Novelist. Author of APSARAS and tales from the beautiful Saigh Valley. First person to quantify spiritual values.

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Monday, 5 August 2013

Emergency housing

At the end of the Second World War, Churchill made plans for the building of half a million prefabricated buildings to house the mainly Londoners, who had lost their homes due to bombing. The buildings had an expected service life of ten years, after which it was hoped that more substantial housing would be available. Just over a fifth of this total were eventually built due to several reasons such as reduced workforce killed on the battlefields and cost of raw materials.
The UK again has a housing shortage problem, I suspect due to the inflated immigration policy of the last, Socialist Government. However, could not the same policy be implemented now? Could we not construct inexpensive one and two bedroom prefabricated buildings on Government owned land for temporary use, say ten years, at affordable rentals? They should be British built and assembled, adhere to SENSIBLE standards and not be built on a flood plain. Each should have a small garden. I suggest this is a plan more acceptable to the general public than the provision of space for travellers and the conversion of small garden sheds in Slough to house entire families for profit.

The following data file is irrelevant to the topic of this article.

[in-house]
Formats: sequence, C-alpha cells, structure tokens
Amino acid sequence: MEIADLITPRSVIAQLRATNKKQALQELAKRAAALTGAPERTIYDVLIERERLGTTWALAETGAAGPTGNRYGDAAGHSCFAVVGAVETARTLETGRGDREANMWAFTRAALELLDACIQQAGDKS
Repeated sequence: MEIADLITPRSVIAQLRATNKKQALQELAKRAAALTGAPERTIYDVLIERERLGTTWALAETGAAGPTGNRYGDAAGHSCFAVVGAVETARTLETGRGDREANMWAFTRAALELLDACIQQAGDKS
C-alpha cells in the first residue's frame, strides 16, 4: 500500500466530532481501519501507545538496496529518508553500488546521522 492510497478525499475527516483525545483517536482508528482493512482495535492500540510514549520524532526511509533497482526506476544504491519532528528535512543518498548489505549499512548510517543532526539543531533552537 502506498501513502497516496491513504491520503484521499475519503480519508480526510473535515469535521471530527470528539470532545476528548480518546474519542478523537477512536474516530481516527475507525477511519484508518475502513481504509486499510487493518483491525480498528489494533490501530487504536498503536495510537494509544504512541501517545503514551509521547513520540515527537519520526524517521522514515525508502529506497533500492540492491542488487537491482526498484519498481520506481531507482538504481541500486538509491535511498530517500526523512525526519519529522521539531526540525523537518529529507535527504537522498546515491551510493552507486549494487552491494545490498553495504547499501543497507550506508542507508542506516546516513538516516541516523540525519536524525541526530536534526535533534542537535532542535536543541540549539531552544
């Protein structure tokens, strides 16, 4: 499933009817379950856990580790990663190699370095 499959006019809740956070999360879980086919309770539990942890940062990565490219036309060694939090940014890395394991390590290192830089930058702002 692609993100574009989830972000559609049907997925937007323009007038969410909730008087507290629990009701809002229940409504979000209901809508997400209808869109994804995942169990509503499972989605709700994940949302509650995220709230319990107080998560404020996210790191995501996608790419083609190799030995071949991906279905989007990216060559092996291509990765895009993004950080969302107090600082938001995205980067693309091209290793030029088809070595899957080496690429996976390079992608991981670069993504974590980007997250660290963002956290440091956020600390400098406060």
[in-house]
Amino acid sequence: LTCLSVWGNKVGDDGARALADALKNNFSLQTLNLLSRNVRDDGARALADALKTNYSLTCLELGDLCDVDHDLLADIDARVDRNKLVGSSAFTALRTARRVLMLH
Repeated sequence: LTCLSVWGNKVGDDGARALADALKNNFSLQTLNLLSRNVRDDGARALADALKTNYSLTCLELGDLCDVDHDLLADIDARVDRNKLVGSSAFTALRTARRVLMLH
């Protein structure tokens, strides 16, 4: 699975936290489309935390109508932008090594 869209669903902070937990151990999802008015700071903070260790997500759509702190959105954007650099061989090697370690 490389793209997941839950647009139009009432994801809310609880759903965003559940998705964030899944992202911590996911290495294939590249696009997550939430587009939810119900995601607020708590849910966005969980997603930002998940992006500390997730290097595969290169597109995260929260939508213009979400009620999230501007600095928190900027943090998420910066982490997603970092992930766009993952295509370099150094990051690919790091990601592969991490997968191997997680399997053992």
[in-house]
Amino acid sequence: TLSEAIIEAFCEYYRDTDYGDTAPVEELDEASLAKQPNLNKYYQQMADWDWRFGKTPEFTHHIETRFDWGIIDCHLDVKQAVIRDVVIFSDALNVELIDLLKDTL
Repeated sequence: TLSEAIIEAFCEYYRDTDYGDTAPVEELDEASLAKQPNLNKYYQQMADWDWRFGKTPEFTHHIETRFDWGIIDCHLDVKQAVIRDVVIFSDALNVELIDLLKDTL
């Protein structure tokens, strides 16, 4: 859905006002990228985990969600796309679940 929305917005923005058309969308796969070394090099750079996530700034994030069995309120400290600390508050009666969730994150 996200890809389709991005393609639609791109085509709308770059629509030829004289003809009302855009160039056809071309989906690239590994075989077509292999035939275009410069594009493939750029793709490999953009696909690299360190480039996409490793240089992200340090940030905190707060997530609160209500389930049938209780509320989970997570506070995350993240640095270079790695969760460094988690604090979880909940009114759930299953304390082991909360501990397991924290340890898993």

At the end of ten years, if a problem still exists, the prefabs could be renovated or the site simply closed down. In place of the UK's international aid programme, re-usable homes could then be shipped to needy regions of the world to house, for instance, refugees.

One further thought on this. If a new London airport is built on reclaimed land in the Thames estuary, the plan might include the provision for such housing as I've suggested above.

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